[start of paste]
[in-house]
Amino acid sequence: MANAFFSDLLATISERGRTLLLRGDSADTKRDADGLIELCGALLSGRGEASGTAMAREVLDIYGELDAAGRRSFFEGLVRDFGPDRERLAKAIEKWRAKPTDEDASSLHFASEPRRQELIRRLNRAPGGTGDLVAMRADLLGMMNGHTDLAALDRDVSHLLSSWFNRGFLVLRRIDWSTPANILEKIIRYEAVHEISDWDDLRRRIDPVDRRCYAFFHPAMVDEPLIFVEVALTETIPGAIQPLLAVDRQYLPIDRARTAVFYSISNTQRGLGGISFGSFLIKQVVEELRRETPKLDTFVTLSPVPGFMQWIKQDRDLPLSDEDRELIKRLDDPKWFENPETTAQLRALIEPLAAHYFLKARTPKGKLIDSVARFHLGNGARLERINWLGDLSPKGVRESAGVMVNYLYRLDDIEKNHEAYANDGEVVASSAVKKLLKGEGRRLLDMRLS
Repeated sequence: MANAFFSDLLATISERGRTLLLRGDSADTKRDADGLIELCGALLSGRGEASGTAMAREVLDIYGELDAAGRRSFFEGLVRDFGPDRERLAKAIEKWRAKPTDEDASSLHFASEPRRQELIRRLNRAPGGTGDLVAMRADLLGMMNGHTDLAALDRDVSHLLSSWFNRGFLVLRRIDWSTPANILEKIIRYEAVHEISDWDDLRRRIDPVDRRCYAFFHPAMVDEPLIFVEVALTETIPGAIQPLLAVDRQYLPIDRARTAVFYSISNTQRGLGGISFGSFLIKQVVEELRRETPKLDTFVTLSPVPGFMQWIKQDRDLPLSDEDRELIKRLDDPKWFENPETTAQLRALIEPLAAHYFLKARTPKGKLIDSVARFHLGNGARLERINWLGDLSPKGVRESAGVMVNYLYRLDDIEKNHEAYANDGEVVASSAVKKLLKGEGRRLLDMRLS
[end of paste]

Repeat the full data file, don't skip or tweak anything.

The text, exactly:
[in-house]
Amino acid sequence: MANAFFSDLLATISERGRTLLLRGDSADTKRDADGLIELCGALLSGRGEASGTAMAREVLDIYGELDAAGRRSFFEGLVRDFGPDRERLAKAIEKWRAKPTDEDASSLHFASEPRRQELIRRLNRAPGGTGDLVAMRADLLGMMNGHTDLAALDRDVSHLLSSWFNRGFLVLRRIDWSTPANILEKIIRYEAVHEISDWDDLRRRIDPVDRRCYAFFHPAMVDEPLIFVEVALTETIPGAIQPLLAVDRQYLPIDRARTAVFYSISNTQRGLGGISFGSFLIKQVVEELRRETPKLDTFVTLSPVPGFMQWIKQDRDLPLSDEDRELIKRLDDPKWFENPETTAQLRALIEPLAAHYFLKARTPKGKLIDSVARFHLGNGARLERINWLGDLSPKGVRESAGVMVNYLYRLDDIEKNHEAYANDGEVVASSAVKKLLKGEGRRLLDMRLS
Repeated sequence: MANAFFSDLLATISERGRTLLLRGDSADTKRDADGLIELCGALLSGRGEASGTAMAREVLDIYGELDAAGRRSFFEGLVRDFGPDRERLAKAIEKWRAKPTDEDASSLHFASEPRRQELIRRLNRAPGGTGDLVAMRADLLGMMNGHTDLAALDRDVSHLLSSWFNRGFLVLRRIDWSTPANILEKIIRYEAVHEISDWDDLRRRIDPVDRRCYAFFHPAMVDEPLIFVEVALTETIPGAIQPLLAVDRQYLPIDRARTAVFYSISNTQRGLGGISFGSFLIKQVVEELRRETPKLDTFVTLSPVPGFMQWIKQDRDLPLSDEDRELIKRLDDPKWFENPETTAQLRALIEPLAAHYFLKARTPKGKLIDSVARFHLGNGARLERINWLGDLSPKGVRESAGVMVNYLYRLDDIEKNHEAYANDGEVVASSAVKKLLKGEGRRLLDMRLS